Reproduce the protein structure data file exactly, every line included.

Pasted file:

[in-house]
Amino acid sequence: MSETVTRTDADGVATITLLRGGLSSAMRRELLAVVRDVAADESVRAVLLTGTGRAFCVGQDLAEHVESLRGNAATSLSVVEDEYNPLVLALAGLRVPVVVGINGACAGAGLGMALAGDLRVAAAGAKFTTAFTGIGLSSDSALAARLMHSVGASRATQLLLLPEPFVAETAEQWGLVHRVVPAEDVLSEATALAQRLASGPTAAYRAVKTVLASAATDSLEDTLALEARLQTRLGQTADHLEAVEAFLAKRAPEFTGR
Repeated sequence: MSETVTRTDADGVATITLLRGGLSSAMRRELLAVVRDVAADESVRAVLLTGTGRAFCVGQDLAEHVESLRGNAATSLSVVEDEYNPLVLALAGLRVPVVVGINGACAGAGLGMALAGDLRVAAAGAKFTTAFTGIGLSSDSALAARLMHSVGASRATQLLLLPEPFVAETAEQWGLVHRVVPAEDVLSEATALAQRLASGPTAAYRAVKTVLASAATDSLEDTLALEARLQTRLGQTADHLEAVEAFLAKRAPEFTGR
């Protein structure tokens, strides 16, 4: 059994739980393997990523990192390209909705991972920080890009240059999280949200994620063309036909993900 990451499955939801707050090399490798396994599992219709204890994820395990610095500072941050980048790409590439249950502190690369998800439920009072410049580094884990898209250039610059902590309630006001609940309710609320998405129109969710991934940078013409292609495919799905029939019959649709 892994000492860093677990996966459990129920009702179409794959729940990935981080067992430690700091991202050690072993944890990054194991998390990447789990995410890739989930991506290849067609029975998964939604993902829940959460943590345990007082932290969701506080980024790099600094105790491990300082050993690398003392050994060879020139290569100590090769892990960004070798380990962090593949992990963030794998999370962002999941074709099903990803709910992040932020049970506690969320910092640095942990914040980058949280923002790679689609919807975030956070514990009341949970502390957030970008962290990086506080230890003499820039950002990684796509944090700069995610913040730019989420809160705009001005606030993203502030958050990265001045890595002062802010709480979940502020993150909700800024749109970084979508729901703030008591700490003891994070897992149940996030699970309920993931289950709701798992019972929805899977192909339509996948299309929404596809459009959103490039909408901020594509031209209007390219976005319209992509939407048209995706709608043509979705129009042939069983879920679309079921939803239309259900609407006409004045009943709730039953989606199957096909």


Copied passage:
[in-house]
Amino acid sequence: MSETVTRTDADGVATITLLRGGLSSAMRRELLAVVRDVAADESVRAVLLTGTGRAFCVGQDLAEHVESLRGNAATSLSVVEDEYNPLVLALAGLRVPVVVGINGACAGAGLGMALAGDLRVAAAGAKFTTAFTGIGLSSDSALAARLMHSVGASRATQLLLLPEPFVAETAEQWGLVHRVVPAEDVLSEATALAQRLASGPTAAYRAVKTVLASAATDSLEDTLALEARLQTRLGQTADHLEAVEAFLAKRAPEFTGR
Repeated sequence: MSETVTRTDADGVATITLLRGGLSSAMRRELLAVVRDVAADESVRAVLLTGTGRAFCVGQDLAEHVESLRGNAATSLSVVEDEYNPLVLALAGLRVPVVVGINGACAGAGLGMALAGDLRVAAAGAKFTTAFTGIGLSSDSALAARLMHSVGASRATQLLLLPEPFVAETAEQWGLVHRVVPAEDVLSEATALAQRLASGPTAAYRAVKTVLASAATDSLEDTLALEARLQTRLGQTADHLEAVEAFLAKRAPEFTGR
């Protein structure tokens, strides 16, 4: 059994739980393997990523990192390209909705991972920080890009240059999280949200994620063309036909993900 990451499955939801707050090399490798396994599992219709204890994820395990610095500072941050980048790409590439249950502190690369998800439920009072410049580094884990898209250039610059902590309630006001609940309710609320998405129109969710991934940078013409292609495919799905029939019959649709 892994000492860093677990996966459990129920009702179409794959729940990935981080067992430690700091991202050690072993944890990054194991998390990447789990995410890739989930991506290849067609029975998964939604993902829940959460943590345990007082932290969701506080980024790099600094105790491990300082050993690398003392050994060879020139290569100590090769892990960004070798380990962090593949992990963030794998999370962002999941074709099903990803709910992040932020049970506690969320910092640095942990914040980058949280923002790679689609919807975030956070514990009341949970502390957030970008962290990086506080230890003499820039950002990684796509944090700069995610913040730019989420809160705009001005606030993203502030958050990265001045890595002062802010709480979940502020993150909700800024749109970084979508729901703030008591700490003891994070897992149940996030699970309920993931289950709701798992019972929805899977192909339509996948299309929404596809459009959103490039909408901020594509031209209007390219976005319209992509939407048209995706709608043509979705129009042939069983879920679309079921939803239309259900609407006409004045009943709730039953989606199957096909």